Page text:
LeBron James (left) and Steph Curry (right)
LeBron James Photo: Kevin Mazur/WireImage.com; Steph Curry Photo: Steve Jennings/Getty Images
2017 NBA Finals: Music lessons from LeBron James, Steph Curry
Basketball excellence will be on the primetime stage as Stephen Curry and the Golden State Warriors and LeBron James and the Cleveland Cavaliers lock horns for the third consecutive year in the 2017 NBA Finals, tipping off on June 1.
Excellence in primetime is no stranger to The Recording Academy. For nearly 60 years, The Academy has celebrated music excellence via the GRAMMY Awards, currently crowning recipients in 84 categories.
On the surface, dribbling a basketball and record production or strumming a guitar couldn't be farther apart. But those looking to transform themselves into a world-class athlete or virtuoso musician can find common ground in the science and methodology of achieving mastery. Indeed, the consummate musician is always in search of knowledge, and one can look to NBA all-stars and hall of fame coaches for a sea of inspiration and ideas.
Take Curry, the reigning NBA MVP for two consecutive seasons, who is lauded as the game's best shooter. Though talent is unquestionably part of the equation, it's serious dedication to his craft that has lifted Curry above the rim. A big believer in repetition, Curry — who reportedly once hit 77 three-pointers in a row in practice — puts up 1,000 shots in practice every week and he goes through an intense 90-minute warm-up routine before each game.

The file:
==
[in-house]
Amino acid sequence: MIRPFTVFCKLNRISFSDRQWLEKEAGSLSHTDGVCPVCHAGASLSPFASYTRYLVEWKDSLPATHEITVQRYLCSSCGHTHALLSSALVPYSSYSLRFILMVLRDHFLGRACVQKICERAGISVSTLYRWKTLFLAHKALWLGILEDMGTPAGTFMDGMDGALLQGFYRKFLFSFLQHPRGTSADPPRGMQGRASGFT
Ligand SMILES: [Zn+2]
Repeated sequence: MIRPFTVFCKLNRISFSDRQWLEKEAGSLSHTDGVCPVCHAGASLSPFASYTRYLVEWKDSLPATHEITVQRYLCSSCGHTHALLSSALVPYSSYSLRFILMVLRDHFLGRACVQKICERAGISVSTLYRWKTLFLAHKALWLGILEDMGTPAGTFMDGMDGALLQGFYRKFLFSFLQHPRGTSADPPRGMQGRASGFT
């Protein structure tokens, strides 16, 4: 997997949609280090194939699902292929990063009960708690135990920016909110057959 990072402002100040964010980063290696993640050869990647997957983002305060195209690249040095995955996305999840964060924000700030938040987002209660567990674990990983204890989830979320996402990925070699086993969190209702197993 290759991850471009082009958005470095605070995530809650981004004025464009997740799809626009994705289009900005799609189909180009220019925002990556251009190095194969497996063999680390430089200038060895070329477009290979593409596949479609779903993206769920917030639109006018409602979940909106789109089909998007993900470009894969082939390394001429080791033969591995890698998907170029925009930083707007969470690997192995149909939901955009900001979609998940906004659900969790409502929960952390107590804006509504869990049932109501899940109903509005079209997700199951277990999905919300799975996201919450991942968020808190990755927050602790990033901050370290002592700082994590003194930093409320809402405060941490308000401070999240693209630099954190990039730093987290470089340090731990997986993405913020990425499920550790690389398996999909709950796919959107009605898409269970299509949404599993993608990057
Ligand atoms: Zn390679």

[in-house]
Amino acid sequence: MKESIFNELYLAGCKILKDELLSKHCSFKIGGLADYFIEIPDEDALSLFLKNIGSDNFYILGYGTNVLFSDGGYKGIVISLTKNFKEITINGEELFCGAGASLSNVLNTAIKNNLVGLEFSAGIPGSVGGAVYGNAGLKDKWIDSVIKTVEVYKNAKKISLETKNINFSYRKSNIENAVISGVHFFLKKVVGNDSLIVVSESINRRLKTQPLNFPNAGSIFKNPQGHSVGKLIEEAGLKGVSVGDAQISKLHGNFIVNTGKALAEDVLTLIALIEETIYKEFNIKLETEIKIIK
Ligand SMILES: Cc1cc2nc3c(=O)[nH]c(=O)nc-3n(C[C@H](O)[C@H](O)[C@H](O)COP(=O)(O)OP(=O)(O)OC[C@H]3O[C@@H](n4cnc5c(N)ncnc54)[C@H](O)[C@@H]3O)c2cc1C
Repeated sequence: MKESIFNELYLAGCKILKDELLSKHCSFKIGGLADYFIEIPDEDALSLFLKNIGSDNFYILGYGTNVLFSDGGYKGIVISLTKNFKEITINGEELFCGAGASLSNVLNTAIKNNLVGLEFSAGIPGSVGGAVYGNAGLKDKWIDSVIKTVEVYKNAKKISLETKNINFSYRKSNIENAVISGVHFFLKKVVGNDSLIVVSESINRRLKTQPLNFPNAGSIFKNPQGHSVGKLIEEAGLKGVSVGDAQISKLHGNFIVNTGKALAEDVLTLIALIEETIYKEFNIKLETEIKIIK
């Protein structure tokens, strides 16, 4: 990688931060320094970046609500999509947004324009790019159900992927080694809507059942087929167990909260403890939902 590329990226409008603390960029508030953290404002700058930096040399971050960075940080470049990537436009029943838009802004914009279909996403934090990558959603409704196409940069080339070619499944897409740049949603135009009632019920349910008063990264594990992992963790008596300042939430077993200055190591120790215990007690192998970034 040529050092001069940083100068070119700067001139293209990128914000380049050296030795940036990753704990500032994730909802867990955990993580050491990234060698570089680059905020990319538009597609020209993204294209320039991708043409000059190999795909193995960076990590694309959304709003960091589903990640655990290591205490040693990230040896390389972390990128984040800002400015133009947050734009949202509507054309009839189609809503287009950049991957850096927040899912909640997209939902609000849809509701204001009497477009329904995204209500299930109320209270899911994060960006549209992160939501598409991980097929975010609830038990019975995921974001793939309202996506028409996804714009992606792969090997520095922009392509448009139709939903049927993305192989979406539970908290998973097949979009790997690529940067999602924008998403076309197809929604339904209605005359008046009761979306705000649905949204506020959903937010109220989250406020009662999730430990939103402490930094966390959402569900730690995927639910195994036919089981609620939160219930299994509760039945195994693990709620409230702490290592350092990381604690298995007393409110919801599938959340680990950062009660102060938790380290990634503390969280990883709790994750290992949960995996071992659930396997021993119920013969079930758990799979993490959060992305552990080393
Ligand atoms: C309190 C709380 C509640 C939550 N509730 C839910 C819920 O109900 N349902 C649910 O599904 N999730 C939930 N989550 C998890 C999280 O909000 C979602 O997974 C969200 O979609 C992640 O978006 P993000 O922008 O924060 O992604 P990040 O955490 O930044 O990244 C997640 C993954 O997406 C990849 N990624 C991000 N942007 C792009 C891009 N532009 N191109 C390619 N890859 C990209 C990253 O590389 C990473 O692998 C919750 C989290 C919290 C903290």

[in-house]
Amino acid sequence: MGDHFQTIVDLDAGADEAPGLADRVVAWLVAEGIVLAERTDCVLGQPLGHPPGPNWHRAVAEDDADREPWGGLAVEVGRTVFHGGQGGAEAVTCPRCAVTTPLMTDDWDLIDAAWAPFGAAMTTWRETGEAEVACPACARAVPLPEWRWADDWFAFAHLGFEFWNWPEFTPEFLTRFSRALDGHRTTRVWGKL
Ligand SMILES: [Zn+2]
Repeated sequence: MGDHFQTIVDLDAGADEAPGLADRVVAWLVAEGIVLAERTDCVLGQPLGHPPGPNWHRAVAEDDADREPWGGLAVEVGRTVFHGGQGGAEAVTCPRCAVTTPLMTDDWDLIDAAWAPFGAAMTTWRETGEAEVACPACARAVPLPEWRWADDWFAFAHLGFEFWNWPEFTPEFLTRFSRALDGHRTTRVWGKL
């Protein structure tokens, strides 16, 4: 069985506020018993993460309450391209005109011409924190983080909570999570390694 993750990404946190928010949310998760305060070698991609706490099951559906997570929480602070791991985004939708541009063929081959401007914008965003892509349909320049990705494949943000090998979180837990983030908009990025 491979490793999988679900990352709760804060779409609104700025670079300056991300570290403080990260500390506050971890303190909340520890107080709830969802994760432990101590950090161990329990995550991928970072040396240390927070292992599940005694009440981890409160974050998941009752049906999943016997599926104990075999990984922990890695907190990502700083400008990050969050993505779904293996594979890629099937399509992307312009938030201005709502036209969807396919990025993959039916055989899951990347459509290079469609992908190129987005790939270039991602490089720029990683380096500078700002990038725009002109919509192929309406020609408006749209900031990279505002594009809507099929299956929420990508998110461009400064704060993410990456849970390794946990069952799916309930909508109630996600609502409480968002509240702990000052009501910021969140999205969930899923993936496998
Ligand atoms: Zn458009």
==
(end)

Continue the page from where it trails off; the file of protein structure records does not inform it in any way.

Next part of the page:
James, a four-time NBA MVP, is noted for spending endless hours working on different shots, including hook shots, layups and jumpers. As outlined in Jennifer Etnier's book, Bring Your "A" Game: A Young Athlete's Guide To Mental Toughness, James repeats shots over and over, noting nuances such as his body position, footwork and release points. In game play, James focuses as the plays unfold and reacts naturally, letting his instincts and subconscious take over as informed by the repetition in his practice.
Just like Curry and James, for musicians looking to up their A-game, the development of an effective practice regimen is seen by many professional musicians as crucial. Rather than noodling incessantly, a musician will benefit from a focused, strategic practice schedule in alignment with their personal music goals.
Within that regimen, whether drilling a new scale or working on a difficult solo passage, the right kind of repetition is key. As outlined by SonicBids, the "mindful" musician uses repetition in a slow, thoughtful and precise manner. For example, when practicing a passage, the "mindless" musician will repeat it until it sounds like all the notes are correct, while the mindful musician spends time repeating the opening phrase to ensure it's letter perfect, and then rinses and repeats. When it comes to performance, the music will flow more naturally from the mindful musician, just like a patented Curry three-pointer.
Similar to the relationship between a music student and music teacher, an NBA coach can provide leadership, insight and directorial guidance to help shape a player. But it's the superlative coach who can take a group of players and usher them from the first-round of the playoffs to the Finals.